of RoundUp Ready wheat in Oregon. While there has been some suspension of exports from major trading partners, the market has not reacted anything like it did with rice. Wheat prices have become less of a follower of corn and soybeans in the last week to 10 days as harvest prepares to get underway. With short supplies of U.S. corn, the livestock and poultry industry are anxious to get a new feed ingredient. The poultry industry in Arkansas is no exception. Before selling your wheat, you may want to check with your broker about selling to a feed mill. Wheat prices have resistance at $7.40 and support at $6.65. December COTTON continued its kiddie roller coaster ride this week, topping 85 cents. Since February, cotton has traded in about a nickel range between 82.5 and 87.5 cents, except for a few days in March and April when prices made an unsuccessful run at 90 cents. As prices move close to either end of the range, be prepared for a bounce. If prices move above 87.5 cents, give strong consideration to pricing more of your cotton. Fundamental support for cotton is weak at best, with the outside funds being the primary mover of the market. RICE futures have broken out to their highest levels in four months. Good export demand and tightening U.S. stocks are supportive. Cash bids are improving as buyers attempt to convince farmers to let go of old-crop rice. According to USDA, farmers have most of the crop planted. Arkansas was reported as 95 percent planted at the end of May. Emergence is catching up with the five-year average. Arkansas’ crop
is reported at 86 percent emerged compared with a five-year average of 91 percent, although very heavy rain over the weekend could cause some acres to be lost due to flooding. Large world supplies could limit the upside potential of the market. September futures are now within a nickel of resistance at the February spike high of $15.89. CATTLE futures are attempting to consolidate and chop along sideways after trending sharply lower for the past six months. Seasonal weakness in the cash markets will likely keep a lid on prices for the time being as there are indications beef prices are at a seasonal top. Feeders are also attempting to consolidate as futures are currently trading at a wide discount to cash prices. Disappointing employment news this week has also fueled concerns that meat demand could weaken. August live futures have support just below $119. The 38-percent retracement objective, just below $124, seems like a long shot at this point. Overhead trendline resistance is seen at $121.40 HOG futures have seen strong gains in recent weeks. Recent strength has come from news that a Chinese company will buy Smithfield Foods in the U.S. This has created optimism that export sales to China will increase. However, the sale is likely to come under intense scrutiny from concerns about foreign investment in U.S. companies and from the food safety standpoint. Cash market strength has also been supportive. July is overbought and could turn lower at any time. For now, the market seems to have found resistance at $95.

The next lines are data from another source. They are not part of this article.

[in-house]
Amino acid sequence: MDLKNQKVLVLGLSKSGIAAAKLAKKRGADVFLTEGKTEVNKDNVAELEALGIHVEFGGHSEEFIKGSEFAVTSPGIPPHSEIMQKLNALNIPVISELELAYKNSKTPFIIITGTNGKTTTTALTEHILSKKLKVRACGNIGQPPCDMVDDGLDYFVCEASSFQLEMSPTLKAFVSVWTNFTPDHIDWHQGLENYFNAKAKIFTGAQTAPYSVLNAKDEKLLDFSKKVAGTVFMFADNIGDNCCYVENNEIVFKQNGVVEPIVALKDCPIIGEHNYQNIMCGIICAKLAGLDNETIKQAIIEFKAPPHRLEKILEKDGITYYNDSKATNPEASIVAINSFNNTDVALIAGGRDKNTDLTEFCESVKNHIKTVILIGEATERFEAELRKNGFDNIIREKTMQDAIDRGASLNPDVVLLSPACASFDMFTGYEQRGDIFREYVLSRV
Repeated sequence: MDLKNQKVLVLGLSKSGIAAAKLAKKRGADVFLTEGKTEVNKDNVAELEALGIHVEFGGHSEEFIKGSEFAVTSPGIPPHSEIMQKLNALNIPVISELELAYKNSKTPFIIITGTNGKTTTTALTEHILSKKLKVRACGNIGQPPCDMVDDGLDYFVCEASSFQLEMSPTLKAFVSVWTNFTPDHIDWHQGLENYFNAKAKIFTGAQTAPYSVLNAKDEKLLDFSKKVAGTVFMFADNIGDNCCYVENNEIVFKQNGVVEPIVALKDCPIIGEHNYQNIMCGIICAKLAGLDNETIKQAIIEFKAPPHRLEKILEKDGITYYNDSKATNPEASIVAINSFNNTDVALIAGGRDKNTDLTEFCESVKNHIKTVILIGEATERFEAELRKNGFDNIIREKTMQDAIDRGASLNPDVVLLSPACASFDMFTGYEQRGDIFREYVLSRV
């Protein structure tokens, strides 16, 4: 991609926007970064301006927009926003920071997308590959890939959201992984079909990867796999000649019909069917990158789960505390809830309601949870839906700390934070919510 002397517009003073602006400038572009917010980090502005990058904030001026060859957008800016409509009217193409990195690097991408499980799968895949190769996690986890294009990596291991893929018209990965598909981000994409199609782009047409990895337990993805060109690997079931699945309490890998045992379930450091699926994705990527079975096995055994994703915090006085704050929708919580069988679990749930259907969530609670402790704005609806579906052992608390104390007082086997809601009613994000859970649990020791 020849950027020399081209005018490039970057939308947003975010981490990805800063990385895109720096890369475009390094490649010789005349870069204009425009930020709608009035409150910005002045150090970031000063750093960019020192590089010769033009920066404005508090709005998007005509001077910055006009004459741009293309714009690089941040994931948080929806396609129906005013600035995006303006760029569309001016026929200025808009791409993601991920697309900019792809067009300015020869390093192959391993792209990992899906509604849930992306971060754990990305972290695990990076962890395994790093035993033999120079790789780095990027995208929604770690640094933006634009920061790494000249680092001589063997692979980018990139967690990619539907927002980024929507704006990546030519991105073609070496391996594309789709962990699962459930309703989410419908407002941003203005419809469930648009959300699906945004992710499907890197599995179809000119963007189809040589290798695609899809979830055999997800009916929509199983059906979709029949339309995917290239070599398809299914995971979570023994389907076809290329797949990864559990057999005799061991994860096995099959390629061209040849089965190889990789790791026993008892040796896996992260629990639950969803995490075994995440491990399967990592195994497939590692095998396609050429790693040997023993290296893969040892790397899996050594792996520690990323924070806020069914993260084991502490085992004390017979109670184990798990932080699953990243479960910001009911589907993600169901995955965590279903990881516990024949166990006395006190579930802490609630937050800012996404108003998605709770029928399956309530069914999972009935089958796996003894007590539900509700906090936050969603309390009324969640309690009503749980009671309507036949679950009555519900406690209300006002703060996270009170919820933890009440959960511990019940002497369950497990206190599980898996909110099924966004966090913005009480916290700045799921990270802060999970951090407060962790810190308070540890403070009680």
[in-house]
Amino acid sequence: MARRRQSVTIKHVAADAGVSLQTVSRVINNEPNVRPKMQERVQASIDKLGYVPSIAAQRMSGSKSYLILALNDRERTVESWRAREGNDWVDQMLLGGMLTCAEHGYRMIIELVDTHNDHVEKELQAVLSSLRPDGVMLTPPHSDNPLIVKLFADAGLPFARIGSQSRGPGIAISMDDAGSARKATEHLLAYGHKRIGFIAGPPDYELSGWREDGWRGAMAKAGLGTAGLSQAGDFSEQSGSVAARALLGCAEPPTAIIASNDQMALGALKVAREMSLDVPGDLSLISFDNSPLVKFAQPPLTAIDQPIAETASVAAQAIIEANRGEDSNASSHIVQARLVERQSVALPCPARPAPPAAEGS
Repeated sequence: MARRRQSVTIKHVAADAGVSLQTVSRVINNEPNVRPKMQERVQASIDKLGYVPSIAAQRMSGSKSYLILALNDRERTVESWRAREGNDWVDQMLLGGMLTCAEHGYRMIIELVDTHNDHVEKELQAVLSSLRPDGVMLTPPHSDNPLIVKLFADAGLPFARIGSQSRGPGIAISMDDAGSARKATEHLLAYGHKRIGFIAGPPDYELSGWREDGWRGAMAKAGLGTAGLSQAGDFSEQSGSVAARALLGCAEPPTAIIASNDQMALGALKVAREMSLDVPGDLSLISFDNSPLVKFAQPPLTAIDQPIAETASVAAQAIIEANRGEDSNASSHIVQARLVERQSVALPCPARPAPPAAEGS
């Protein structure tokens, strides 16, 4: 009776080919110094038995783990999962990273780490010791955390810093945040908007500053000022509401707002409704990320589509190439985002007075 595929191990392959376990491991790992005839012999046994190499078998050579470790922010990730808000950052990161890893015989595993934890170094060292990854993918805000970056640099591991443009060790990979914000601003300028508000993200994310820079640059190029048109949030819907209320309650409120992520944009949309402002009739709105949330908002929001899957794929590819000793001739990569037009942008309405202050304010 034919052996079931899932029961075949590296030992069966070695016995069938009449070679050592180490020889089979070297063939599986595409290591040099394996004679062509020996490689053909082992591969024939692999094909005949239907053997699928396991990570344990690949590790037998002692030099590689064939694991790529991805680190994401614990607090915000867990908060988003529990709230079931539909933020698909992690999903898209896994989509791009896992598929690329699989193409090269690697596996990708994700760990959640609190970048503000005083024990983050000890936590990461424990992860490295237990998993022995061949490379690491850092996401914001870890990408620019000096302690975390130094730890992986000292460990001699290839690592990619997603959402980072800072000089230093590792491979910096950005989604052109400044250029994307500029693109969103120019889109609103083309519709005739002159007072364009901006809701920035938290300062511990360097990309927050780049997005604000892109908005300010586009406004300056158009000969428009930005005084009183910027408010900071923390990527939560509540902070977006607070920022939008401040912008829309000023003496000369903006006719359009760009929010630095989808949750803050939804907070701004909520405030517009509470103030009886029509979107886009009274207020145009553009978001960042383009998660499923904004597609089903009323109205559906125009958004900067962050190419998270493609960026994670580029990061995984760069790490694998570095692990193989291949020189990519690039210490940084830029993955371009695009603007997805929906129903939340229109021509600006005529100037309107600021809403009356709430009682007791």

Contact • Brandy Carroll 501-228-1268, email@example.com. • Bruce Tencleve 501-228-1856, firstname.lastname@example.org. • Matt King 501-228-1297, email@example.com.
Wallace named President-CEO of SFBCI; Commodity Division meetings; Interns join ArFB staff; Calhoun: Rural Advocate of Year; Deadline for c...
Published on Jun 6, 2013
Wallace named President-CEO of SFBCI; Commodity Division meetings; Interns join ArFB staff; Calhoun: Rural Advocate of Year; Deadline for c...